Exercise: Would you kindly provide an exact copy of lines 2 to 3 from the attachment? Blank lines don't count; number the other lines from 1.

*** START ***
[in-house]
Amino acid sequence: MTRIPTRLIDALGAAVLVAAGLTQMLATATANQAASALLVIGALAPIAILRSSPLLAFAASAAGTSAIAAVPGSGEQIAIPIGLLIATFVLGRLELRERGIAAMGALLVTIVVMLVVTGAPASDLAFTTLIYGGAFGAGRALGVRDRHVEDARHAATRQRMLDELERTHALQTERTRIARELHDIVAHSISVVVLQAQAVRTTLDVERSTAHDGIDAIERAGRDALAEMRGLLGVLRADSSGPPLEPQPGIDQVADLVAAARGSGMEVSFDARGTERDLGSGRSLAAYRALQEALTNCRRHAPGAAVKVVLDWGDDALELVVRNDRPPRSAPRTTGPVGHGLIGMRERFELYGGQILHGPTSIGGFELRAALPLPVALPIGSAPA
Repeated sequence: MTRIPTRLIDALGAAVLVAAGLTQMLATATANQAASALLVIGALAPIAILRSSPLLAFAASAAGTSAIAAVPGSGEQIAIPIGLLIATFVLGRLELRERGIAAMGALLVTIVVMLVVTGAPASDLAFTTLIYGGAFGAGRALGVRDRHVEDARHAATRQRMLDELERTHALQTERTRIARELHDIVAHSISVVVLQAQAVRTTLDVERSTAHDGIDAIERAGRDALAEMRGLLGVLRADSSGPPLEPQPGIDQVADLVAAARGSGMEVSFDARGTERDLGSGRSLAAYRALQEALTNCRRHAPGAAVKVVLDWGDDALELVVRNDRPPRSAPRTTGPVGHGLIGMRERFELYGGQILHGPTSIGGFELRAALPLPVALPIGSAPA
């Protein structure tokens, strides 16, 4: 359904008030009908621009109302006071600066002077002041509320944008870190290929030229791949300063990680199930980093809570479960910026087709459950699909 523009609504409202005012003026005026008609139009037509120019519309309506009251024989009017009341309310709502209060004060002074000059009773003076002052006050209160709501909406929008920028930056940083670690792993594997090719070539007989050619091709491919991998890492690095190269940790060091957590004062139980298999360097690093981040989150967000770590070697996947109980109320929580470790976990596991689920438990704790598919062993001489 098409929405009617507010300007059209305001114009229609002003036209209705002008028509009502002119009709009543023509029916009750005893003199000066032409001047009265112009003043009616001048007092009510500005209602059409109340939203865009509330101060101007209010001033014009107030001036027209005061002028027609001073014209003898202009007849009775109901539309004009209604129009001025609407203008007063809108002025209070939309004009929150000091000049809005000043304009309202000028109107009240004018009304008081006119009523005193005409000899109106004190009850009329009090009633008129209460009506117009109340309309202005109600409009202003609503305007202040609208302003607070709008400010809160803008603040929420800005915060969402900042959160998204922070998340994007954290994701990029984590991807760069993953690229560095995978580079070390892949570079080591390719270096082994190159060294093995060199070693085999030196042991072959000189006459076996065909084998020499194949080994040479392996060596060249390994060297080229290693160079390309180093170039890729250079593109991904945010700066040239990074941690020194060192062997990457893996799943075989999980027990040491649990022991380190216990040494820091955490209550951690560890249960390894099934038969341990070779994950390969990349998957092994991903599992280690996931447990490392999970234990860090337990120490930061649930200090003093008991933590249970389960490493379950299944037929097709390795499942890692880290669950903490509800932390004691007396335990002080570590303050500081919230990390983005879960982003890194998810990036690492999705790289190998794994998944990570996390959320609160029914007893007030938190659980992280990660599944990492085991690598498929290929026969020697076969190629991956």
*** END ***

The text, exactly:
Amino acid sequence: MTRIPTRLIDALGAAVLVAAGLTQMLATATANQAASALLVIGALAPIAILRSSPLLAFAASAAGTSAIAAVPGSGEQIAIPIGLLIATFVLGRLELRERGIAAMGALLVTIVVMLVVTGAPASDLAFTTLIYGGAFGAGRALGVRDRHVEDARHAATRQRMLDELERTHALQTERTRIARELHDIVAHSISVVVLQAQAVRTTLDVERSTAHDGIDAIERAGRDALAEMRGLLGVLRADSSGPPLEPQPGIDQVADLVAAARGSGMEVSFDARGTERDLGSGRSLAAYRALQEALTNCRRHAPGAAVKVVLDWGDDALELVVRNDRPPRSAPRTTGPVGHGLIGMRERFELYGGQILHGPTSIGGFELRAALPLPVALPIGSAPA
Repeated sequence: MTRIPTRLIDALGAAVLVAAGLTQMLATATANQAASALLVIGALAPIAILRSSPLLAFAASAAGTSAIAAVPGSGEQIAIPIGLLIATFVLGRLELRERGIAAMGALLVTIVVMLVVTGAPASDLAFTTLIYGGAFGAGRALGVRDRHVEDARHAATRQRMLDELERTHALQTERTRIARELHDIVAHSISVVVLQAQAVRTTLDVERSTAHDGIDAIERAGRDALAEMRGLLGVLRADSSGPPLEPQPGIDQVADLVAAARGSGMEVSFDARGTERDLGSGRSLAAYRALQEALTNCRRHAPGAAVKVVLDWGDDALELVVRNDRPPRSAPRTTGPVGHGLIGMRERFELYGGQILHGPTSIGGFELRAALPLPVALPIGSAPA